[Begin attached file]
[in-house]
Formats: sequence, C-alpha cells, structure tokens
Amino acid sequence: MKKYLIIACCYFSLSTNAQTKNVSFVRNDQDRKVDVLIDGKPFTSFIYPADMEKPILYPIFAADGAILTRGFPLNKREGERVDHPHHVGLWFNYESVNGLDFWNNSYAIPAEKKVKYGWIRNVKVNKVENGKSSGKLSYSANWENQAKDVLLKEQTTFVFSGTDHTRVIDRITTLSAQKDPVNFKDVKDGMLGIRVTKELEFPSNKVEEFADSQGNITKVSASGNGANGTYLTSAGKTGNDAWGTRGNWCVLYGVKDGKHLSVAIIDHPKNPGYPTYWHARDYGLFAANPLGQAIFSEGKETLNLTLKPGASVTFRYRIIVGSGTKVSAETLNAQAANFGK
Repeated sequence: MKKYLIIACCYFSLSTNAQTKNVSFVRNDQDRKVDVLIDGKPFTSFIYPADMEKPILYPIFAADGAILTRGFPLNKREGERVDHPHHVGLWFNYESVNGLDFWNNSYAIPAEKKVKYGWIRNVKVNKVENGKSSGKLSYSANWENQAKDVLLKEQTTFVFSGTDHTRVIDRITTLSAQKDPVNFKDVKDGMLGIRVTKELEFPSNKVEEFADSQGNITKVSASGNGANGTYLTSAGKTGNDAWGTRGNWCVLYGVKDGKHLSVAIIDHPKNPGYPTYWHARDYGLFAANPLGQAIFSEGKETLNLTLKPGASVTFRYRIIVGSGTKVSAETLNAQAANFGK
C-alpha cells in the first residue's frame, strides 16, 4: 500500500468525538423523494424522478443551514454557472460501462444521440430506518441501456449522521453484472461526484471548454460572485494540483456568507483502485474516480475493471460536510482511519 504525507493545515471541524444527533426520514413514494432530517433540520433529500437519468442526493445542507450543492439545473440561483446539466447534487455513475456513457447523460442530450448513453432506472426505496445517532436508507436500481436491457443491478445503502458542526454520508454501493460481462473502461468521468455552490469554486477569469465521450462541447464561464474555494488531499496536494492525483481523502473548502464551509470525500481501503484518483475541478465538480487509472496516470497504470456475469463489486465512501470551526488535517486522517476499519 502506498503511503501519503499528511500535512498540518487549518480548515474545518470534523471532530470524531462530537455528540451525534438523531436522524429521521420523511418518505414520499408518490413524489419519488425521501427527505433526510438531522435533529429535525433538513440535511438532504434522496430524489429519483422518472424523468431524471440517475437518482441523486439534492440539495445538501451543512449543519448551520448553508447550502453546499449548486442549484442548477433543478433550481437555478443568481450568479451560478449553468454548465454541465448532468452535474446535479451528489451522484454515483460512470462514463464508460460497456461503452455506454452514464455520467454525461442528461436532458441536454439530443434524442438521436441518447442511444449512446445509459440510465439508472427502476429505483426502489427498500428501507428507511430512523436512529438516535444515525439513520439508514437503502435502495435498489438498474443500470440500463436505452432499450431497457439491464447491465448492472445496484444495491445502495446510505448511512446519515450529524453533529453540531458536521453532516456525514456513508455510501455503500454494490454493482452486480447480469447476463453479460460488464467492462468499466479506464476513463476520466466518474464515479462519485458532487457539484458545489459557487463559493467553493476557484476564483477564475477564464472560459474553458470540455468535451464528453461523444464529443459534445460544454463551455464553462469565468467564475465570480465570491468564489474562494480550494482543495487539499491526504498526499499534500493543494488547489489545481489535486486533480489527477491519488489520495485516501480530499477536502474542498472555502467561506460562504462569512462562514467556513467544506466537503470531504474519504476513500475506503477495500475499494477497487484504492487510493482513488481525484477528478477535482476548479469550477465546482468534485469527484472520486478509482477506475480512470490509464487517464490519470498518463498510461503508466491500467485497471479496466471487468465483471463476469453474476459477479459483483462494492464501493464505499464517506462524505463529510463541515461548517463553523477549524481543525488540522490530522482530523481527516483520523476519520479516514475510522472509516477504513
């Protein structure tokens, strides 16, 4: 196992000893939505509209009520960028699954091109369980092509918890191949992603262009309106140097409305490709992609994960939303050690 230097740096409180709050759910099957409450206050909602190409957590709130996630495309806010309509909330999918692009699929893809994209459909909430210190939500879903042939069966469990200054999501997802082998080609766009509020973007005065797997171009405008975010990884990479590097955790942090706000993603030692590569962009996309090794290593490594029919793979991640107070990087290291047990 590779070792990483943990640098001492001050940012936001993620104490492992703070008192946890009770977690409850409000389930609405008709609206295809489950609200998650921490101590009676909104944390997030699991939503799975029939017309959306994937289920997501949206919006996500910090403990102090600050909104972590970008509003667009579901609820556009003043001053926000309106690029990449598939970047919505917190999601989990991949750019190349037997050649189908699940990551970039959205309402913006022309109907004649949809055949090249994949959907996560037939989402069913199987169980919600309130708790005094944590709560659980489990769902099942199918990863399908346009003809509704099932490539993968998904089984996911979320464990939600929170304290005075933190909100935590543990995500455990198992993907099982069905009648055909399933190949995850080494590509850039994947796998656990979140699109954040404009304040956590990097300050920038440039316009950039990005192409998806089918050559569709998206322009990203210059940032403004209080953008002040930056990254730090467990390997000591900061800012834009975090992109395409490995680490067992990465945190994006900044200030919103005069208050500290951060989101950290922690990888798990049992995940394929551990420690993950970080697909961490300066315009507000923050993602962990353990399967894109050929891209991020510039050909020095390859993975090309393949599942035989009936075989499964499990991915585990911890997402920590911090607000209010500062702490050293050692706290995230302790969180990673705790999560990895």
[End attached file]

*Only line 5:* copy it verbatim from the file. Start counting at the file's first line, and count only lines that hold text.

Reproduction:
C-alpha cells in the first residue's frame, strides 16, 4: 500500500468525538423523494424522478443551514454557472460501462444521440430506518441501456449522521453484472461526484471548454460572485494540483456568507483502485474516480475493471460536510482511519 504525507493545515471541524444527533426520514413514494432530517433540520433529500437519468442526493445542507450543492439545473440561483446539466447534487455513475456513457447523460442530450448513453432506472426505496445517532436508507436500481436491457443491478445503502458542526454520508454501493460481462473502461468521468455552490469554486477569469465521450462541447464561464474555494488531499496536494492525483481523502473548502464551509470525500481501503484518483475541478465538480487509472496516470497504470456475469463489486465512501470551526488535517486522517476499519 502506498503511503501519503499528511500535512498540518487549518480548515474545518470534523471532530470524531462530537455528540451525534438523531436522524429521521420523511418518505414520499408518490413524489419519488425521501427527505433526510438531522435533529429535525433538513440535511438532504434522496430524489429519483422518472424523468431524471440517475437518482441523486439534492440539495445538501451543512449543519448551520448553508447550502453546499449548486442549484442548477433543478433550481437555478443568481450568479451560478449553468454548465454541465448532468452535474446535479451528489451522484454515483460512470462514463464508460460497456461503452455506454452514464455520467454525461442528461436532458441536454439530443434524442438521436441518447442511444449512446445509459440510465439508472427502476429505483426502489427498500428501507428507511430512523436512529438516535444515525439513520439508514437503502435502495435498489438498474443500470440500463436505452432499450431497457439491464447491465448492472445496484444495491445502495446510505448511512446519515450529524453533529453540531458536521453532516456525514456513508455510501455503500454494490454493482452486480447480469447476463453479460460488464467492462468499466479506464476513463476520466466518474464515479462519485458532487457539484458545489459557487463559493467553493476557484476564483477564475477564464472560459474553458470540455468535451464528453461523444464529443459534445460544454463551455464553462469565468467564475465570480465570491468564489474562494480550494482543495487539499491526504498526499499534500493543494488547489489545481489535486486533480489527477491519488489520495485516501480530499477536502474542498472555502467561506460562504462569512462562514467556513467544506466537503470531504474519504476513500475506503477495500475499494477497487484504492487510493482513488481525484477528478477535482476548479469550477465546482468534485469527484472520486478509482477506475480512470490509464487517464490519470498518463498510461503508466491500467485497471479496466471487468465483471463476469453474476459477479459483483462494492464501493464505499464517506462524505463529510463541515461548517463553523477549524481543525488540522490530522482530523481527516483520523476519520479516514475510522472509516477504513